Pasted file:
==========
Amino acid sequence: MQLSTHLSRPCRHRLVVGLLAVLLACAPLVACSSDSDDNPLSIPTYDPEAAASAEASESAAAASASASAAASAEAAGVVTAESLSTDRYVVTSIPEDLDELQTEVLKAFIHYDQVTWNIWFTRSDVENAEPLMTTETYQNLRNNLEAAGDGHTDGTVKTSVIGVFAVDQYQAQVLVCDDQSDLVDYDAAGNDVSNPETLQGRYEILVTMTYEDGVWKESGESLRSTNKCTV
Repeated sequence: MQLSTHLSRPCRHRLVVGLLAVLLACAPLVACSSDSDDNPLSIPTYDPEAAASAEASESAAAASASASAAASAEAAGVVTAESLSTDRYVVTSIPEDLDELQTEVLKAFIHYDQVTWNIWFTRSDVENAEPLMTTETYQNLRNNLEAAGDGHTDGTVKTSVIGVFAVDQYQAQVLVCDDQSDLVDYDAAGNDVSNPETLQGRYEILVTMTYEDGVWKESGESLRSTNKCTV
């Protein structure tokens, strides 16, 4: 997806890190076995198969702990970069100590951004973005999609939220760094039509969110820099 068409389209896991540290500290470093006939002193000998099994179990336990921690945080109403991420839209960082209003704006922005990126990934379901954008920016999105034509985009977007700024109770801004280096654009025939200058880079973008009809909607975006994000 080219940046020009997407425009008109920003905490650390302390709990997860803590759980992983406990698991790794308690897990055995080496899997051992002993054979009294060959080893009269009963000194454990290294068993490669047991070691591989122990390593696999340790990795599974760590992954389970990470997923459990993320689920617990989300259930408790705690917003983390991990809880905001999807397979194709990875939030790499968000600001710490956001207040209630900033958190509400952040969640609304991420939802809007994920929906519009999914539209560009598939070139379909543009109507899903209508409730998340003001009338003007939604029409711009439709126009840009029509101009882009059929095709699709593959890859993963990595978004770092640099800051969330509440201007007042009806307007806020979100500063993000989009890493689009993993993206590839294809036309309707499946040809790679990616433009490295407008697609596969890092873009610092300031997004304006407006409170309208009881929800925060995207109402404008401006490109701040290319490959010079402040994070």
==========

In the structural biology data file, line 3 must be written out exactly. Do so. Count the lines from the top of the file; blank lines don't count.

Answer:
């Protein structure tokens, strides 16, 4: 997806890190076995198969702990970069100590951004973005999609939220760094039509969110820099 068409389209896991540290500290470093006939002193000998099994179990336990921690945080109403991420839209960082209003704006922005990126990934379901954008920016999105034509985009977007700024109770801004280096654009025939200058880079973008009809909607975006994000 080219940046020009997407425009008109920003905490650390302390709990997860803590759980992983406990698991790794308690897990055995080496899997051992002993054979009294060959080893009269009963000194454990290294068993490669047991070691591989122990390593696999340790990795599974760590992954389970990470997923459990993320689920617990989300259930408790705690917003983390991990809880905001999807397979194709990875939030790499968000600001710490956001207040209630900033958190509400952040969640609304991420939802809007994920929906519009999914539209560009598939070139379909543009109507899903209508409730998340003001009338003007939604029409711009439709126009840009029509101009882009059929095709699709593959890859993963990595978004770092640099800051969330509440201007007042009806307007806020979100500063993000989009890493689009993993993206590839294809036309309707499946040809790679990616433009490295407008697609596969890092873009610092300031997004304006407006409170309208009881929800925060995207109402404008401006490109701040290319490959010079402040994070």